The Storm King Symphony reflects impressions made on the composer by the varying moods of the stately “Storm King” mountain, which stands guard over the Highlands of the Hudson. Clarence Dickinson wrote this piece for the dedication of the new E.M. Skinner organ at The Brick Presbyterian Church’s first building in New York City. The piece was originally scored for organ and orchestra, but the composers later transcribed it for organ solo and then performed parts of it when the organ was moved to the present Brick Church building on Park Avenue and 92nd Street. The first movement, “Allegro Maestoso,” suggests the stern and stormy aspects of the rocky heights, with moments of calm beauty and serenity. The “Canon,” with its two inter-winding voices, carries the picture of two friends walking along a winding, hillside path; occasionally blended, harmonious sounds of nature are heard, and the village church bell in the distance. The “Scherzo” brings to mind the hobgoblins that are supposed to disport themselves there at night, with elfish glee; there they also play at bowls even as they did long ago with Rip van Winkle in the neighboring mountains, and the noise of their wild games is often heard in rolling, reverberating thunder. One among them is a mighty monster; his giant footsteps are heard through the pedal reed stop. The Intermezzo reflects a summer day, with now and then a scurrying gust of wind in the hills breaking the calm; with elusive suggestions of distance; with here and there a touch of the plaintiveness, of the happy, peaceful melancholy with which the heart of man is touched by the beauty of a summer twilight. The “Finale” opens with the enunciation of a solemn, imposing “Hymn of Nature” theme; upon it enter all the other various elements of Nature’s life, harmonious and discordant, peaceful and tempestuous, and, with them, revelations of tumult in the soul of man, all to resolve themselves at last into the broad, sure chords of Nature’s Hymn.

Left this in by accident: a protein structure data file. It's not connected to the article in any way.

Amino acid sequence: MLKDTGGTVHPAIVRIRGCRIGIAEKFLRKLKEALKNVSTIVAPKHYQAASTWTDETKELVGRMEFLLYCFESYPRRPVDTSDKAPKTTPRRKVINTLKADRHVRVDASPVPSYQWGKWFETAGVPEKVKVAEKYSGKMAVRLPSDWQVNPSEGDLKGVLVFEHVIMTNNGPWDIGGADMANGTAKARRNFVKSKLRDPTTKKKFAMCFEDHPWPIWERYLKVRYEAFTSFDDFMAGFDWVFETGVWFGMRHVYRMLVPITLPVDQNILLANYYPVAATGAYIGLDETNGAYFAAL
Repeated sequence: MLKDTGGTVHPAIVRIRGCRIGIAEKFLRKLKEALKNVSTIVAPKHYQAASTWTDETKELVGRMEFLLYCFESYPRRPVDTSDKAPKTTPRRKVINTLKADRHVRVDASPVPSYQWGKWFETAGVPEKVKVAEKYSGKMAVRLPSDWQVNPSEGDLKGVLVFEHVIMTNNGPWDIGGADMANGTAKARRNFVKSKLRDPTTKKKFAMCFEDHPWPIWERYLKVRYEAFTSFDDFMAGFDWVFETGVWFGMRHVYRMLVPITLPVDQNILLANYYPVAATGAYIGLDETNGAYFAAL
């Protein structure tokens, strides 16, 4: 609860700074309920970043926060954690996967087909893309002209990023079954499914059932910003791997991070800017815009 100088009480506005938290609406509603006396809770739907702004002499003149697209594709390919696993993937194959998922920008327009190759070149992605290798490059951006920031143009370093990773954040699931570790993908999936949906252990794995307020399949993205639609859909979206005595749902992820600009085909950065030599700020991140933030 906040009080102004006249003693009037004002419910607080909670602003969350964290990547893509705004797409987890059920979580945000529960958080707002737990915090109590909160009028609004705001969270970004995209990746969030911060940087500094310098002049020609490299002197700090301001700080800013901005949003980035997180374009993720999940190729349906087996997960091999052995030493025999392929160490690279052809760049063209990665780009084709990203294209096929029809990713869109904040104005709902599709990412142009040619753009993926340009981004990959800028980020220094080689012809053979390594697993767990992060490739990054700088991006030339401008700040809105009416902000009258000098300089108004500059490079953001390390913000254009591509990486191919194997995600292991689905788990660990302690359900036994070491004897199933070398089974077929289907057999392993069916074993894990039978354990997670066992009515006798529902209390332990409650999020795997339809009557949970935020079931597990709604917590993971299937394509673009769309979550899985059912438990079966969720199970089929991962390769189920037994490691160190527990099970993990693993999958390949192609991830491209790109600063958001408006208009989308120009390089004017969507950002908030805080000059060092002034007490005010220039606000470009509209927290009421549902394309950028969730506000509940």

Alec Wyton’s Fanfare was composed for the new State Trumpet stop, a powerful antiphonal reed placed high on the west wall of the Cathedral Church of Saint John the Divine, under the rose window. Alec Wyton was organist and choirmaster at the Cathedral during the time in which the Aeolian Skinner organ was installed. He later came to be organist at St. James’. British by birth, he nevertheless was a New Yorker at heart, having spent many years in the City training choirs, playing, performing, and composing.
In 1981 the organbuilder Walter Holtkamp Jr. approached Calvin Hampton to compose an anthem for choir and organ for the dedication of the new Holtkamp organ at Park Ave. Christian Church in New York City. Calvin instead wanted to compose Five Dances, using as inspiration the Five Easy Pieces for Piano Duet (1917) by Stravinsky. Each movement consists of an ostinato rhythm and a simple tune. Hampton was organist and choirmaster at the Parish of Calvary, Holy Communion, and St. George in New York. He performed organ recitals throughout the world and, from 1972 until 1982 he offered free midnight organ recitals every Friday evening at Calvary Church which were usually filled to capacity. As a composer, he was prolific and eclectic, using diverse such elements as rock, gospel hymns, synthesizers, and quarter tones in his works.
Gerre Hancock’s Toccata was commissioned by St. Paul’s School, Brooklandville, Maryland, for the dedication of their Schoenstein Organ in St. Paul’s Chapel in 2002. Like many of his written works and improvisations, this piece is a blend of French flair with a distinctly American accent. The two themes appear throughout, sometimes in canon with themselves and sometimes on their own, until the final section of the piece where the composer modulates from the original key of b minor to B major, finishing with a pedal cadenza. Hancock’s musical output on paper was substantial, and his works are widely performed. Even more remarkable were his improvisational skills, which greatly influenced his printed works. He was a brilliant man who has only recently passed away, but whose impression and influence in the realm of American music, especially sacred music is profound and everlasting.